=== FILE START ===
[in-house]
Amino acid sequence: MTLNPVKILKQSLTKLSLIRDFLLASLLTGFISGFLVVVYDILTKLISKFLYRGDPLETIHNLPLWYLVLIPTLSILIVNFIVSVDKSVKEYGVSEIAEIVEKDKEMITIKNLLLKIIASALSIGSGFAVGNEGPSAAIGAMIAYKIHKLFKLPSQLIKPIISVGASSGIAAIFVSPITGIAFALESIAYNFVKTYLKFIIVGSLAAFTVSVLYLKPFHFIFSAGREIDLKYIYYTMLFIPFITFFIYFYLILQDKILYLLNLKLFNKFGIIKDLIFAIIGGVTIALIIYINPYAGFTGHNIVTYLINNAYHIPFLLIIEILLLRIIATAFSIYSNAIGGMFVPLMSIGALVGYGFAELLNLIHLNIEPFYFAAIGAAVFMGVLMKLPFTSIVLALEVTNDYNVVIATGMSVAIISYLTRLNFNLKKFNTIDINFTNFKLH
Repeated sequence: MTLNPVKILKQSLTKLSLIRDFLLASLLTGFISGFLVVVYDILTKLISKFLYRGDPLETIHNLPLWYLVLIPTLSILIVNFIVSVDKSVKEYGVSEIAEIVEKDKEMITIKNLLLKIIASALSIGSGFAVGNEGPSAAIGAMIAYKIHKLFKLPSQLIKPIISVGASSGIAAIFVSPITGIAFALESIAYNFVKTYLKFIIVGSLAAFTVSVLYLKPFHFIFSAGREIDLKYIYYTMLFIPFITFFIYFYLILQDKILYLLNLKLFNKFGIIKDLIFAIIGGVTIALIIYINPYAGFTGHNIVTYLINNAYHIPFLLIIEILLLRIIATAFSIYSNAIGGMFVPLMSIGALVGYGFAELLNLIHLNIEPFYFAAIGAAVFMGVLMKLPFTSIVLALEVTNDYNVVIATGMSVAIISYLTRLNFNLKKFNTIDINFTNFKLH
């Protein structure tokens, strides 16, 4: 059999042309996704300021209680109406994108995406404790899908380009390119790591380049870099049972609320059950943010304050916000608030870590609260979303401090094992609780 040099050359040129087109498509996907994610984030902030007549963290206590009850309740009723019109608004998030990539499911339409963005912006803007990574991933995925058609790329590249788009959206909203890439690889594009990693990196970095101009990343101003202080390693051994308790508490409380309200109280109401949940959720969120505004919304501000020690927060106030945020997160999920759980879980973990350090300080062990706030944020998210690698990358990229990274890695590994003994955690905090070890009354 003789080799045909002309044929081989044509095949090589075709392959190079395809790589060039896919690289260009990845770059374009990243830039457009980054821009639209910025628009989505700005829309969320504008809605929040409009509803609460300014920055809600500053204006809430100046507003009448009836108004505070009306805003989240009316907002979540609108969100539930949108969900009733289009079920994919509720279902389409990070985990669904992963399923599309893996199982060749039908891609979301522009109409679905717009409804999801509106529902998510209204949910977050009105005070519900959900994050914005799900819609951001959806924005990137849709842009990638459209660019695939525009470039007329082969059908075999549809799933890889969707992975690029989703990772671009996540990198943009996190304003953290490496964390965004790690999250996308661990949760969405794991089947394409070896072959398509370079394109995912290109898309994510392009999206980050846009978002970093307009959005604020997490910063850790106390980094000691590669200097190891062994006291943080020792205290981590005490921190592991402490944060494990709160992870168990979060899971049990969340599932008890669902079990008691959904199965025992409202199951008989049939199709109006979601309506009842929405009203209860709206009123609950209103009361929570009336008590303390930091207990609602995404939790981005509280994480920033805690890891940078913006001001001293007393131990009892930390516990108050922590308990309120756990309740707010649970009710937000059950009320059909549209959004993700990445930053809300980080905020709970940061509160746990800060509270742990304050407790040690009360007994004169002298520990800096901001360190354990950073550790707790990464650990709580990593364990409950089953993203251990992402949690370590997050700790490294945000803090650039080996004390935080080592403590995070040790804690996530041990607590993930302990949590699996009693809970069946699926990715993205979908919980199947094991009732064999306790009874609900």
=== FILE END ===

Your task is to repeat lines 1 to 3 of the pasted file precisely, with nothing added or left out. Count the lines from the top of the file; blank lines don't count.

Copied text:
[in-house]
Amino acid sequence: MTLNPVKILKQSLTKLSLIRDFLLASLLTGFISGFLVVVYDILTKLISKFLYRGDPLETIHNLPLWYLVLIPTLSILIVNFIVSVDKSVKEYGVSEIAEIVEKDKEMITIKNLLLKIIASALSIGSGFAVGNEGPSAAIGAMIAYKIHKLFKLPSQLIKPIISVGASSGIAAIFVSPITGIAFALESIAYNFVKTYLKFIIVGSLAAFTVSVLYLKPFHFIFSAGREIDLKYIYYTMLFIPFITFFIYFYLILQDKILYLLNLKLFNKFGIIKDLIFAIIGGVTIALIIYINPYAGFTGHNIVTYLINNAYHIPFLLIIEILLLRIIATAFSIYSNAIGGMFVPLMSIGALVGYGFAELLNLIHLNIEPFYFAAIGAAVFMGVLMKLPFTSIVLALEVTNDYNVVIATGMSVAIISYLTRLNFNLKKFNTIDINFTNFKLH
Repeated sequence: MTLNPVKILKQSLTKLSLIRDFLLASLLTGFISGFLVVVYDILTKLISKFLYRGDPLETIHNLPLWYLVLIPTLSILIVNFIVSVDKSVKEYGVSEIAEIVEKDKEMITIKNLLLKIIASALSIGSGFAVGNEGPSAAIGAMIAYKIHKLFKLPSQLIKPIISVGASSGIAAIFVSPITGIAFALESIAYNFVKTYLKFIIVGSLAAFTVSVLYLKPFHFIFSAGREIDLKYIYYTMLFIPFITFFIYFYLILQDKILYLLNLKLFNKFGIIKDLIFAIIGGVTIALIIYINPYAGFTGHNIVTYLINNAYHIPFLLIIEILLLRIIATAFSIYSNAIGGMFVPLMSIGALVGYGFAELLNLIHLNIEPFYFAAIGAAVFMGVLMKLPFTSIVLALEVTNDYNVVIATGMSVAIISYLTRLNFNLKKFNTIDINFTNFKLH